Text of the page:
Virtual Conference: "Challenges of education in Islamic schools after Corona"
The World Muslim Communities Council, in partnership with a specialized and relevant institutions on pre-university Islamic education, organized a virtual international scientific conference entitled "Challenges of Education in Islamic schools (Elementary, Primary, Secondary) after Corona", on Saturday, 27 June 2020.
This virtual conference brought together about 40 speakers from specialists in Islamic education from different countries, where they talked about the experience of their schools during the outbreak of the Corona pandemic, and the implementation of distance education. The crisis has constituted an unprecedented turning point in the history of educational institutions, lead to resorting to distance learning during the government-imposed closure period to preserve people's lives.
The discussion in the conference revolved around several agenda and questions, including the possibility of finding approaches that can be implemented remotely and digitally, the time need to convert to electronic content and their cost, whether there is a teacher able to implement distance education and institutions capable of training teachers, the technological infrastructure that all learners have access to in order to ensure that everyone has the same educational service, in addition to knowing the possibility of teaching religious skills from a distance with the lack of direct interaction, the model and role models in the time of losing the direct link between teacher and the learner, the ability to rely on remote evaluation in religious issues and the danger of fraud, lying, and plagiarism, and how to control them within the existing value and ethics systems.
The virtual conference featured three sessions, the first: Educational Curricula in Islamic schools; the second: Electronic Means in Distance Education in Islamic schools, and the third: Distance Learning Assessment - Experiments.
In his opening speech, His Excellency Dr. Ali Rashid Al-Nuaimi, Chairman of the World Muslim Communities Council, welcomed all the participants, stressing that the Corona crisis created a new climate for us in the field of education, while distance education also opened new field to creativity and communication with students. He stressed the need to deal with the challenge and use distance education as an opportunity to raise the level of education, benefit from the exchange of experiences between us, and learn from the challenges that confront us by creating new opportunities.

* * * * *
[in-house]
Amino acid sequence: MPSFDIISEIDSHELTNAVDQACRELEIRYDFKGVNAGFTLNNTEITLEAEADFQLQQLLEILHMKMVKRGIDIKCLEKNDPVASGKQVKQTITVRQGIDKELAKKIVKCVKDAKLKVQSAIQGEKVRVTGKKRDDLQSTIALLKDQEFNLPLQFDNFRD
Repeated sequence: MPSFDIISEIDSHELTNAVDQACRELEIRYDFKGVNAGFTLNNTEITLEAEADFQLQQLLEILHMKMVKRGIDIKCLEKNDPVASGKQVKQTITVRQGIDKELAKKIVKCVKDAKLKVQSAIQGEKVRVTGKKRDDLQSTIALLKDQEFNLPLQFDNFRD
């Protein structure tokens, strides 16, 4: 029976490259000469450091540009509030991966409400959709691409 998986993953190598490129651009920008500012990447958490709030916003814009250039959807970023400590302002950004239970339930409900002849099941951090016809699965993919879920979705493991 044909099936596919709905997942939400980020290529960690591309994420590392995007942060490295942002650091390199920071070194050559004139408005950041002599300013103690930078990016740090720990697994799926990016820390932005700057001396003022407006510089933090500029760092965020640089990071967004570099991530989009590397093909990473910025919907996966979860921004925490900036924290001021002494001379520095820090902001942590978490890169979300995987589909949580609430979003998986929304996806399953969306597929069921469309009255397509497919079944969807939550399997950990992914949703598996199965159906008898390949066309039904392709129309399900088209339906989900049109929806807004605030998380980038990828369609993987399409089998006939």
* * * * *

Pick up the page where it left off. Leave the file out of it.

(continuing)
Al-Nuaimi directed the conference participants to search for the most effective mechanisms that continuously drive the educational process, enable students from Muslim societies to overcome the obstacles, and come up with a generation capable of mixing tools of distance learning and urban learning.
On his part, His Excellency Mr. Jihad Dib, Minister of Education and Skills in the Shadow Government, member of the Australian Parliament, reviewed the most prominent points of the Australian experience in the field of distance learning, and how to invest in electronic means that must be harnessed in all educational sectors. He indicating the need to engage in a world beyond Corona, which will undoubtedly depend on digital tools and social media.
Sheikh Dr. Salim Alwan, Secretary General of Dar Al Fatwa in Australia, member of the World Muslim Communities Council, praised the efforts made by the Council, and permanent care for Muslim society’s issues, which have a major role in serving Islamic schools in Australia. He stressed that the solid foundation of schools made it able to continue education despite Corona's challenges, calling for the preparation of an electronic platform that brings together Islamic schools, and training workshops to develop teachers ’skills and raise job performance.
The speech of His Excellency Dr. Mohamad Bachari, Secretary-General of the World Muslim Communities Council, confirm the message of the Council and its goals, and implementation of yhe recommendations of its founding conference, to activate the Council’s strategy approved by the General Secretariat (December 2019), which called for the necessity of upgrading the role of educational institutions in the light of the temporal and spatial conditions imposed on Islamic institutions, put forward recent initiatives to overcome the effects of this pandemic in the educational sector, and find appropriate tools to continue interaction with its approved methods.
The Secretary-General called for the development of a global, electronic and participatory platform between all Islamic schools to provide support, whether at the level of educational curricula, or Islamic materials approved in these schools. He called also to exchange experiences and prepare teachers to deal with modern curricula in Islamic schools.
After extensive discussions and research presented, the conference recommended the following:
First: Continuing attention to issues of Muslim societies, especially in the field of education in Islamic schools.
Second: Thinking of finding endowments to support Islamic education and Islamic schools, to ensure their continuity.
Third: Developing special education curricula for Islamic schools, based on the experiences of previous Islamic schools.
Fourth: Preparing practical materials for training Islamic schoolteachers, and benefiting from previous training experiences.
Fifth: Working to launch a global, participatory platform from all Islamic schools, to coordinate among in the field of scientific and academic research, based on developing curricula in Islamic schools, each according to its country and needs.
Sixth: Forming a committee to follow up on the implementation of the recommendations.